Shooting with an IR Rebel (digital infrared photography)
Invisible light photography. Have you ever wondered what it would be like to take photos using light that you can't see. Well, you may have seen that a couple of the images that I have put up to accompany my blog have been taken with an infrared modified camera (a Canon Digital Rebel XT, or EOS 350D as the model is known over here). I will detail a bit about using this camera and the reasons for choosing it. Clearly this is in no way a review of the camera functions. In almost every respect it is a normal camera, and there are plenty of reviews. If you were to put it beside a normal Rebel XT it would look identical, and the menus and controls all work in the same way. The only change is that it has had its infrared (IR) blocking filter replaced with one that allows IR light to pass (just taking out the filter would not enable the camera to focus to infinity). If someone were to pick it up and use it in the normal way, he or she would notice nothing different until they came to view the image, at which point they would probably wonder why someone had poured diluted tomato soup into the camera - images taken without a filter come out with an orange/red cast.
The technique for making IR images on film is to use a specialised film that is sensitive to both visible and IR light and then use a filter to cut out as much of the visible light as is desired. Some photographers favour a dark red filter (so combining the red end of the spectrum with IR for a shorter exposure time), but I have always preferred to use a visually opaque filter (Lee 87) and cut out all the visible light, relying on the IR light for the whole exposure.
When I first went to digital I experimented with a normal camera. I used a Minolta Dimage 7, which had quite good sensitivity to infrared (seen as a problem by most people, including Minolta themselves). I also tried several Canon SLRs. The IR filtration on Canon's cameras is so severe that to get a decent exposure outside at 100 ISO at f8 would often require a shutter speed of around 15 minutes (and if you let it do it's long exposure noise reduction - taking a blank frame of the same duration after the exposure and subtracting the noise - that became half an hour). After all of that I can tell you that the results weren't good.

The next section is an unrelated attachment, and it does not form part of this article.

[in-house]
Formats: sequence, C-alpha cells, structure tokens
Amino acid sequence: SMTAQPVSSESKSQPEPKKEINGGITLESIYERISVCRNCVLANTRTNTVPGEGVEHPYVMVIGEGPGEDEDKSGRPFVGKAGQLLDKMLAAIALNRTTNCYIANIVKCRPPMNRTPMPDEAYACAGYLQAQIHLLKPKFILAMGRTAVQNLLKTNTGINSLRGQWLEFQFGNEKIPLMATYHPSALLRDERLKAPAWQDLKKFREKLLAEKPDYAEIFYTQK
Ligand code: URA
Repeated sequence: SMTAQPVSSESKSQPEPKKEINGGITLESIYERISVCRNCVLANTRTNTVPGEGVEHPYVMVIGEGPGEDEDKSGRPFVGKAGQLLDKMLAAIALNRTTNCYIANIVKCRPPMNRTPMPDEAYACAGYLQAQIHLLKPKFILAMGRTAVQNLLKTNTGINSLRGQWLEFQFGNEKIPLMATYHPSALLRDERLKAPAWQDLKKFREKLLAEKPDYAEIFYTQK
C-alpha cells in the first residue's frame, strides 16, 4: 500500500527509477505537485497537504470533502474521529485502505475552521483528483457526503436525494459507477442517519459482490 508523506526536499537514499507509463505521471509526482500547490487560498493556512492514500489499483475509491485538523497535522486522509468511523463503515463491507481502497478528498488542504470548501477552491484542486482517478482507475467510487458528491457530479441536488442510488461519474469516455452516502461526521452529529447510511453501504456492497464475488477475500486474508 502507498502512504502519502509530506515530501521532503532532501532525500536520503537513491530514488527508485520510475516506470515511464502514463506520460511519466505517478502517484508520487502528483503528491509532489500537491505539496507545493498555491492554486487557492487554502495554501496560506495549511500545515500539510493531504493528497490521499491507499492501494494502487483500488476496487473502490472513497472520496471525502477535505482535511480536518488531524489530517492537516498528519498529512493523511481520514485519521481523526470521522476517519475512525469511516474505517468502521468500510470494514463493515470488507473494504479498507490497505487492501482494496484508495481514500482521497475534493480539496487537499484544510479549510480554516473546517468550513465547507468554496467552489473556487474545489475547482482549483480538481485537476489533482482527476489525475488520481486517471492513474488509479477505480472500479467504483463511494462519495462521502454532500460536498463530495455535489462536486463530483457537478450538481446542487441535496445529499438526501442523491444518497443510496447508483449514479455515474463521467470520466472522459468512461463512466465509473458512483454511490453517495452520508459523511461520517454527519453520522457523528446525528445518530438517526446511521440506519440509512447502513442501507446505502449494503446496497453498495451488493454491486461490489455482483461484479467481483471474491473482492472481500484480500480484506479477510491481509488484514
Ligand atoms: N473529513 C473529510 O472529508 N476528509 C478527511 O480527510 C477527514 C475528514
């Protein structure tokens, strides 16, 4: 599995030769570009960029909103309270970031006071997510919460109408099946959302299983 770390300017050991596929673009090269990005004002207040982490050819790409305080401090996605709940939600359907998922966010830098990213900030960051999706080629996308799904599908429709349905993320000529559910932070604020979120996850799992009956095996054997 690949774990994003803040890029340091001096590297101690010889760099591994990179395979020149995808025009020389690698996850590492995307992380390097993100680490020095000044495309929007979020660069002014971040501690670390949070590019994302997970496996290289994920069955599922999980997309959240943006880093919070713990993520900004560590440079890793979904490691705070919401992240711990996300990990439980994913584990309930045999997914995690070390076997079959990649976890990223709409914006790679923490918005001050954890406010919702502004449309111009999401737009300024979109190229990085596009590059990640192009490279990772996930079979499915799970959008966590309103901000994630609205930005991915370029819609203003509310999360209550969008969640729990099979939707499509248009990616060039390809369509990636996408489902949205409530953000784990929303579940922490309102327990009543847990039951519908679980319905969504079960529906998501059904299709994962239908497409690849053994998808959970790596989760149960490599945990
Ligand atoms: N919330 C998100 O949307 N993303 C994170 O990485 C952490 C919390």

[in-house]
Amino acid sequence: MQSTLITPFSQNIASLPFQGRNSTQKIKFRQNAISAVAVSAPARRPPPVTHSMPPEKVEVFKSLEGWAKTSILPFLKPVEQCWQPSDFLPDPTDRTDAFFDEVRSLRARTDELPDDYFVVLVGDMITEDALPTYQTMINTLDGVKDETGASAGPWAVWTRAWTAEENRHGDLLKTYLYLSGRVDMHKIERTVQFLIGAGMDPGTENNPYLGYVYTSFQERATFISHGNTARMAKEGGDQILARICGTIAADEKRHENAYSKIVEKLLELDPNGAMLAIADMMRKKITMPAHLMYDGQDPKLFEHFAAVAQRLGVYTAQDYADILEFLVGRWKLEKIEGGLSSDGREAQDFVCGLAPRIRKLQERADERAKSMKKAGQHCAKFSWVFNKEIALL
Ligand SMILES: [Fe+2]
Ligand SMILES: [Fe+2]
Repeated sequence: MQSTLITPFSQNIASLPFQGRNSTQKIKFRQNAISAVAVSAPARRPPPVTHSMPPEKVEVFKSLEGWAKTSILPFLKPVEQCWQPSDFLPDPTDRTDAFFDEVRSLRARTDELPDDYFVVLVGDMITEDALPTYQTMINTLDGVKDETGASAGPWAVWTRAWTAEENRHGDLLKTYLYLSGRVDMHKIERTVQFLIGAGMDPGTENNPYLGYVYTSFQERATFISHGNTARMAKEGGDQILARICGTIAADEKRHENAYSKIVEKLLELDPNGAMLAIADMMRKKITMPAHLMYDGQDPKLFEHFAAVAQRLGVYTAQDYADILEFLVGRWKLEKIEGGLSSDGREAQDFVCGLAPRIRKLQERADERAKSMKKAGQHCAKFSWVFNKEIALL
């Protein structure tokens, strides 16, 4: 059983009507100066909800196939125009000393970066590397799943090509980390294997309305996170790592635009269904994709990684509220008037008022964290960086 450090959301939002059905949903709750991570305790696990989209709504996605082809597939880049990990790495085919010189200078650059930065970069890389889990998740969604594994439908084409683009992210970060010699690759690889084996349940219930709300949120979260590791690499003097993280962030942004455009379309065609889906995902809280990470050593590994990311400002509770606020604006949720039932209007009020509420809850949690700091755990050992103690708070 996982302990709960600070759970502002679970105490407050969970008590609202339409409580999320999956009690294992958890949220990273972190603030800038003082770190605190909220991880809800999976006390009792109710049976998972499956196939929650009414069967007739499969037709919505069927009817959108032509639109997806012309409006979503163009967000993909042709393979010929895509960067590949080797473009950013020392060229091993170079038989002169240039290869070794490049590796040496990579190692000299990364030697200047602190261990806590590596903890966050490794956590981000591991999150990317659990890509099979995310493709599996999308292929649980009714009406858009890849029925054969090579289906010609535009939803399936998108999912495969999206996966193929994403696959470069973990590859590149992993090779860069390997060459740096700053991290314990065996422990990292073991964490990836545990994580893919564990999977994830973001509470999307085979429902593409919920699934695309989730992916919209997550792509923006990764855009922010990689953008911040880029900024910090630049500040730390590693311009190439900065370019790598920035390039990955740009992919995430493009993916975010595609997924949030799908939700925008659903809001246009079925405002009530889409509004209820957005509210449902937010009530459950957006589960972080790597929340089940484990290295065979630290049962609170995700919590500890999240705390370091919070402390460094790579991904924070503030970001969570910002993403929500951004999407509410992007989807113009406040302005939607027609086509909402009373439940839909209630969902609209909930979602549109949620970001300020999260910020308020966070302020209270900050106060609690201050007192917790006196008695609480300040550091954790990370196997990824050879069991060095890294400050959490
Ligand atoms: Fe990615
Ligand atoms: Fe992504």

I placed an order for a modified EOS 350D from Hutech in the USA (which is why it is badged as a Rebel XT, the name under which it is sold in the States). When it arrived I was interested not only in the image quality, but curious to see what sort of shutter speeds would be needed. I was confident about reducing the 15 minutes for the normal camera, but by how much? Using Konica IR film and the Lee 87 filter the exposure times had often been around 30 seconds. Would they be as good as that? Not only were they much shorter, but I was amazed to find that I could use the normal meter (before putting the filter over the lens) as a guide. The amount of visible light is never an absolute guide to the IR levels, and light meters don't measure IR, but I have found that I am normally within about two stops and can simply fine tune my exposure to suit. In other words the camera is about as sensitive to IR as it is to visible light. As you can imagine I was amazed and delighted. The other huge surprise is that the camera will even focus through the filter, as long as it has something with good contrast to lock on to. On most lenses IR light focuses at a different point from visible light, and so some lenses have a mark on them to help you to make a compensation. Some lenses don't. That is not a problem with this camera. Finally, because of the need to put an opaque filter over the lens it is not normally a good idea to hand hold, so a tripod is needed as a framing aid, if not for stability.
So what results do you get. Straight out of the camera the image looks incredibly red/magenta. I have the camera set to save RAW files and I think this is essential (and I really do mean essential) for good results. I have tried several RAW converters, but now use DXO Optics Pro. In spite of its quite horribly designed controls and layout (don't get me started) it gets the best results that I have seen. Capture One comes a close second with Camera RAW (Adobe) surprisingly not handling the extreme colour correction as I would want. The images that result are not truly monochrome. There are differences in wavelength, but of course these are beyond the visible spectrum, so there is no such thing as true or correct colours. With the colour enhanced a bit and the image balanced, skies tend to look a bit yellow, and trees look a bit blue. It is quite easy to reverse this if desired.
Infrared image taken in Norway 2005